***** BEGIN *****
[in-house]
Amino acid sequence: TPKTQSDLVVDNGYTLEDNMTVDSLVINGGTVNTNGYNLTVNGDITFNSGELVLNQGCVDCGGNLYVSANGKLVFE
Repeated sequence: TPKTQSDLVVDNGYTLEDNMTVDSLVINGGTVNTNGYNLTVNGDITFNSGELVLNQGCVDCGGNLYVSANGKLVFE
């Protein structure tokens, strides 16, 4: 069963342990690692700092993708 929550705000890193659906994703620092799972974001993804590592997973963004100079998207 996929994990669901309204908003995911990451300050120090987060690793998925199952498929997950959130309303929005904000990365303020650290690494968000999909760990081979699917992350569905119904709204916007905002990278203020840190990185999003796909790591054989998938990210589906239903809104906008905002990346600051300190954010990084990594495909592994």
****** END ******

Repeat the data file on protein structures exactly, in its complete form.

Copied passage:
[in-house]
Amino acid sequence: TPKTQSDLVVDNGYTLEDNMTVDSLVINGGTVNTNGYNLTVNGDITFNSGELVLNQGCVDCGGNLYVSANGKLVFE
Repeated sequence: TPKTQSDLVVDNGYTLEDNMTVDSLVINGGTVNTNGYNLTVNGDITFNSGELVLNQGCVDCGGNLYVSANGKLVFE
């Protein structure tokens, strides 16, 4: 069963342990690692700092993708 929550705000890193659906994703620092799972974001993804590592997973963004100079998207 996929994990669901309204908003995911990451300050120090987060690793998925199952498929997950959130309303929005904000990365303020650290690494968000999909760990081979699917992350569905119904709204916007905002990278203020840190990185999003796909790591054989998938990210589906239903809104906008905002990346600051300190954010990084990594495909592994």